Xinjiang Guanghui Petroleum, another city gas distributor, has started construction of a terminal at Qidong in Jiangsu province. Scheduled for completion by the end of 2016, the project is a joint venture with Shell and will have an initial capacity of 600,000 mt/year. This will be expanded to 3 million mt/year by 2019, a Guanghui official said. This will allow it to supply eastern gas-hungry provinces like Shandong, Anhui and Jiangxi as well as Shanghai.
Guangdong-based Jovo Energy already has a small receiving terminal in Dongguan and started receiving small LNG cargoes last year, including one from Malaysia.
Shenzhen Gas, a distributor in southern Guangdong province, is also mulling building its own import facility in Dapeng, not far from CNOOC's flagship Guangdong Dapeng import terminal, with startup planned for 2016.
Analysts welcomed the entry of more Chinese players into the global LNG market.
"We are bullish on LNG so we think this is a good development. China needs the gas and this is in line with the opening up of the energy sector," one Hong Kong-based equity analyst said.
The new terminals will admittedly comprise just a fraction of existing and planned projects spearheaded by the state-owned companies.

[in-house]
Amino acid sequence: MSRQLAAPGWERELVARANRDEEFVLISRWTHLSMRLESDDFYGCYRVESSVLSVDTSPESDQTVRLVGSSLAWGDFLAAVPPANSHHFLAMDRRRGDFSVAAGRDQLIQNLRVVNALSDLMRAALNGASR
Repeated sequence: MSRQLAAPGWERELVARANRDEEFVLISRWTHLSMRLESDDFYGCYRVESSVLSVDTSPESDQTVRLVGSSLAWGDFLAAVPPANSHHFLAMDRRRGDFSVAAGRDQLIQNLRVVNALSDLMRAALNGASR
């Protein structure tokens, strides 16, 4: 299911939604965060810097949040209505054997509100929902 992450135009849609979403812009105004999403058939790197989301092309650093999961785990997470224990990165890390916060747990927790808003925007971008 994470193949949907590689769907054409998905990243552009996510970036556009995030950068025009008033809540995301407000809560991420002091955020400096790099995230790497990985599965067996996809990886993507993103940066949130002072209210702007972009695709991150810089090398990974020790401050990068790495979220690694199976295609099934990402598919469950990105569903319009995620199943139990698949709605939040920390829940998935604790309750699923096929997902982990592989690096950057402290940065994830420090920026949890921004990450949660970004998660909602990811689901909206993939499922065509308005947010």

CNOOC and PetroChina currently operate over 30 million mt/year of LNG receiving capacity, while Sinopec is expected to commission its first LNG terminal in Shandong province later this year.
The Chinese oil companies have in the past shown a willingness to pay high prices for LNG. Delivered prices for cargoes from Qatar last year averaged $17.70/MMBtu, while volumes from Africa were at least $16/MMBtu, according to customs data.
The new players are therefore not finding it easy to secure LNG supplies at favorable terms. This is despite emerging supplies from new projects in Australia and North America in the medium term, as well as from sources like Mozambique in the long run.
ENN is hoping to lock up at least 2 million mt/year of LNG through term contracts but its asking price is lower than current contract prices, said one person with knowledge of the matter.
While Guanghui will benefit from its alliance with Shell, the Chinese company is solely responsible for sourcing volumes beyond the first 1 million mt/year, another source said.